South Korea Says No to Crypto Exchanges as Venture Firms, Taxes to Double
The government of South Korea has refused to go back on its stance to exclude the cryptocurrency and blockchain industry from being certified as venture firms and has rejected a legislative proposal to this effect,
In fact, the position will see cryptocurrency exchanges face the burden of their corporate and income taxes doubling while they will no longer benefit from a 75% cut in acquisition taxes.
The Ministry for Small and Medium Enterprises (SMEs) had requested for Korea’s domestic blockchain industry, including cryptocurrency exchanges, to be removed from the government’s official classified list of certified venture firms. This meant that cryptocurrency startups and exchange platforms will join businesses from the gambling, bar and entertainment industry. By implication, the industry will give up tax perks and any privileges such as credit guarantees.
Industry players including the Korea Blockchain Association, Korea Industry Promotion Association and the Korea Blockchain Startup Association have decried the move saying the measure will discourage the industry as a whole.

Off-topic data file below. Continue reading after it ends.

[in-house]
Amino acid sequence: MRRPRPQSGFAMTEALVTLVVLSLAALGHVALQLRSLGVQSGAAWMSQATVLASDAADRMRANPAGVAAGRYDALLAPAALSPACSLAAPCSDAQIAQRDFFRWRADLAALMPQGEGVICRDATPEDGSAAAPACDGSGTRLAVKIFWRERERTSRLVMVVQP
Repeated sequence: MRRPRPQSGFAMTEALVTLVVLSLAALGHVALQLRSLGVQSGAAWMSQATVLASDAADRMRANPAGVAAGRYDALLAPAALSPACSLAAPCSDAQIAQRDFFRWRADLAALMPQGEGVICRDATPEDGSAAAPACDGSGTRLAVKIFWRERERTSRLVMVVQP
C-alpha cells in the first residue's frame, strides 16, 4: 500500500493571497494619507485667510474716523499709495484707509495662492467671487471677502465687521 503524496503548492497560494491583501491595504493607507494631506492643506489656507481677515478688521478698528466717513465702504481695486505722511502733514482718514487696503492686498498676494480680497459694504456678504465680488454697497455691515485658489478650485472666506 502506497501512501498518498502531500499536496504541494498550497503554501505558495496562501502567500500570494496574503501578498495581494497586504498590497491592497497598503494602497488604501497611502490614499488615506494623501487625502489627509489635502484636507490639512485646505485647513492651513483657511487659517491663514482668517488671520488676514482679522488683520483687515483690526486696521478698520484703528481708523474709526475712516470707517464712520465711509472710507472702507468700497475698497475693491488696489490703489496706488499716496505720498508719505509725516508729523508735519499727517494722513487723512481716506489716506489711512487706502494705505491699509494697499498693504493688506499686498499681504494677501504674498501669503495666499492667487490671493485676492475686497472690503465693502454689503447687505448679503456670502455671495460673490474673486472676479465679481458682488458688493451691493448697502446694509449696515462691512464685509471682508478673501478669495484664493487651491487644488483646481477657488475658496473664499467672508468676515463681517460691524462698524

As reported by Business Korea this week, the South Korean government has agreed upon the proposal with its legislation in the National Assembly.
The report said under the new government policy, cryptocurrency exchanges that will be newly set up this month or later cannot be certified as venture firms, painting a bleak forecast for new startups entering the space.
Industry analysts say the cut in tax benefits is certain to discourage research and development within the industry which could seek to move their base of operations to friendlier jurisdictions abroad.
So far, Korean exchange Upbit made a notable expansion to Singapore in its first international foray earlier this year with operations to commence this month.
Launched a year ago by Dunamu, an affiliate of Korea’s largest messaging platform Kakao, with support for over 100 cryptocurrencies at launch, chief executive Sigroo Lee had a telling explanation for the company’s expansion beyond South Korea.